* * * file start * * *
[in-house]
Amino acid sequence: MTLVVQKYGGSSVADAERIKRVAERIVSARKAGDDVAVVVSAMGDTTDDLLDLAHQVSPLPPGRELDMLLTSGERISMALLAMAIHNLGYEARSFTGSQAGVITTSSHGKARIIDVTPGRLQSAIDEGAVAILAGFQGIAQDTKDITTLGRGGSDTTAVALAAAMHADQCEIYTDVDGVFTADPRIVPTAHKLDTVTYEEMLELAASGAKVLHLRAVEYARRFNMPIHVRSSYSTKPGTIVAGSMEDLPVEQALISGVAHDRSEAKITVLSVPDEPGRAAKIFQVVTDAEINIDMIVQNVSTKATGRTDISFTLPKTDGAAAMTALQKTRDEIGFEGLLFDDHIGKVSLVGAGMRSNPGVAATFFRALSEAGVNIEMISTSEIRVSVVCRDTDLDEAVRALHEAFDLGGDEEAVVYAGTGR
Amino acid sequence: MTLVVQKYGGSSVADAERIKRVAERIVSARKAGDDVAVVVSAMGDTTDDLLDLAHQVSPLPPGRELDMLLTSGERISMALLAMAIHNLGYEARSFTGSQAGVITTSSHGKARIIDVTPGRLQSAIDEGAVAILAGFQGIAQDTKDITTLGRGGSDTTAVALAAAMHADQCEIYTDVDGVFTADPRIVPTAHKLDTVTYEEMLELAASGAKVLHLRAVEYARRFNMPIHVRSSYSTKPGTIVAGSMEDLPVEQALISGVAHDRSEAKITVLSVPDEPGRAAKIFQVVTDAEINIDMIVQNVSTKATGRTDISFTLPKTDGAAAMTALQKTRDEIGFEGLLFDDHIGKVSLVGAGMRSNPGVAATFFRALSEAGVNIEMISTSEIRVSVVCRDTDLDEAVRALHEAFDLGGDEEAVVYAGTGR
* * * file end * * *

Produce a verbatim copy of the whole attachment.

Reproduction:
[in-house]
Amino acid sequence: MTLVVQKYGGSSVADAERIKRVAERIVSARKAGDDVAVVVSAMGDTTDDLLDLAHQVSPLPPGRELDMLLTSGERISMALLAMAIHNLGYEARSFTGSQAGVITTSSHGKARIIDVTPGRLQSAIDEGAVAILAGFQGIAQDTKDITTLGRGGSDTTAVALAAAMHADQCEIYTDVDGVFTADPRIVPTAHKLDTVTYEEMLELAASGAKVLHLRAVEYARRFNMPIHVRSSYSTKPGTIVAGSMEDLPVEQALISGVAHDRSEAKITVLSVPDEPGRAAKIFQVVTDAEINIDMIVQNVSTKATGRTDISFTLPKTDGAAAMTALQKTRDEIGFEGLLFDDHIGKVSLVGAGMRSNPGVAATFFRALSEAGVNIEMISTSEIRVSVVCRDTDLDEAVRALHEAFDLGGDEEAVVYAGTGR
Amino acid sequence: MTLVVQKYGGSSVADAERIKRVAERIVSARKAGDDVAVVVSAMGDTTDDLLDLAHQVSPLPPGRELDMLLTSGERISMALLAMAIHNLGYEARSFTGSQAGVITTSSHGKARIIDVTPGRLQSAIDEGAVAILAGFQGIAQDTKDITTLGRGGSDTTAVALAAAMHADQCEIYTDVDGVFTADPRIVPTAHKLDTVTYEEMLELAASGAKVLHLRAVEYARRFNMPIHVRSSYSTKPGTIVAGSMEDLPVEQALISGVAHDRSEAKITVLSVPDEPGRAAKIFQVVTDAEINIDMIVQNVSTKATGRTDISFTLPKTDGAAAMTALQKTRDEIGFEGLLFDDHIGKVSLVGAGMRSNPGVAATFFRALSEAGVNIEMISTSEIRVSVVCRDTDLDEAVRALHEAFDLGGDEEAVVYAGTGR